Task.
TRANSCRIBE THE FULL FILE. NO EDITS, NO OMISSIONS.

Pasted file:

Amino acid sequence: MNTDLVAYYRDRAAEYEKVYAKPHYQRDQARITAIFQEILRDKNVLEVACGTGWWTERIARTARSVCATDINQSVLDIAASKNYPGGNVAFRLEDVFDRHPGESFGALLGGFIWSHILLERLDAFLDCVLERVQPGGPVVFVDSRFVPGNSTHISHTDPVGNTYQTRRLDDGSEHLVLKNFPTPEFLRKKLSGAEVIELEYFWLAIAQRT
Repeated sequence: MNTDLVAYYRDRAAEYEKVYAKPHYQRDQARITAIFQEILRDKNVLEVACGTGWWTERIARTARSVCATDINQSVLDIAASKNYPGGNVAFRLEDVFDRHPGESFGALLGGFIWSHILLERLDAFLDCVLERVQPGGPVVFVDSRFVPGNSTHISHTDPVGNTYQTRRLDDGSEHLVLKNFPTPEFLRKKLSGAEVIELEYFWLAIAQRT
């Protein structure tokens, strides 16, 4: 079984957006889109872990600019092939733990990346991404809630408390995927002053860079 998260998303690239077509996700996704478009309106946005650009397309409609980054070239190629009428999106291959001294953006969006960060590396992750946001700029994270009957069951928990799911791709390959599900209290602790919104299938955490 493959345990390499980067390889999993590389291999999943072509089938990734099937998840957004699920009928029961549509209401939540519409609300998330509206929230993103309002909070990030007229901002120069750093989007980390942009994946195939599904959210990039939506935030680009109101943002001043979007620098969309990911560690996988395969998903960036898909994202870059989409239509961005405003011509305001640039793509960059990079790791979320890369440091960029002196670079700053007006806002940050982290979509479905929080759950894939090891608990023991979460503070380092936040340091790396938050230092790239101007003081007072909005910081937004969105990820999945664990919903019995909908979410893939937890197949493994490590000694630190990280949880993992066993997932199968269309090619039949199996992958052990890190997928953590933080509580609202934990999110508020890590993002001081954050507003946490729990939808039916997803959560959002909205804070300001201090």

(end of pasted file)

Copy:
Amino acid sequence: MNTDLVAYYRDRAAEYEKVYAKPHYQRDQARITAIFQEILRDKNVLEVACGTGWWTERIARTARSVCATDINQSVLDIAASKNYPGGNVAFRLEDVFDRHPGESFGALLGGFIWSHILLERLDAFLDCVLERVQPGGPVVFVDSRFVPGNSTHISHTDPVGNTYQTRRLDDGSEHLVLKNFPTPEFLRKKLSGAEVIELEYFWLAIAQRT
Repeated sequence: MNTDLVAYYRDRAAEYEKVYAKPHYQRDQARITAIFQEILRDKNVLEVACGTGWWTERIARTARSVCATDINQSVLDIAASKNYPGGNVAFRLEDVFDRHPGESFGALLGGFIWSHILLERLDAFLDCVLERVQPGGPVVFVDSRFVPGNSTHISHTDPVGNTYQTRRLDDGSEHLVLKNFPTPEFLRKKLSGAEVIELEYFWLAIAQRT
């Protein structure tokens, strides 16, 4: 079984957006889109872990600019092939733990990346991404809630408390995927002053860079 998260998303690239077509996700996704478009309106946005650009397309409609980054070239190629009428999106291959001294953006969006960060590396992750946001700029994270009957069951928990799911791709390959599900209290602790919104299938955490 493959345990390499980067390889999993590389291999999943072509089938990734099937998840957004699920009928029961549509209401939540519409609300998330509206929230993103309002909070990030007229901002120069750093989007980390942009994946195939599904959210990039939506935030680009109101943002001043979007620098969309990911560690996988395969998903960036898909994202870059989409239509961005405003011509305001640039793509960059990079790791979320890369440091960029002196670079700053007006806002940050982290979509479905929080759950894939090891608990023991979460503070380092936040340091790396938050230092790239101007003081007072909005910081937004969105990820999945664990919903019995909908979410893939937890197949493994490590000694630190990280949880993992066993997932199968269309090619039949199996992958052990890190997928953590933080509580609202934990999110508020890590993002001081954050507003946490729990939808039916997803959560959002909205804070300001201090």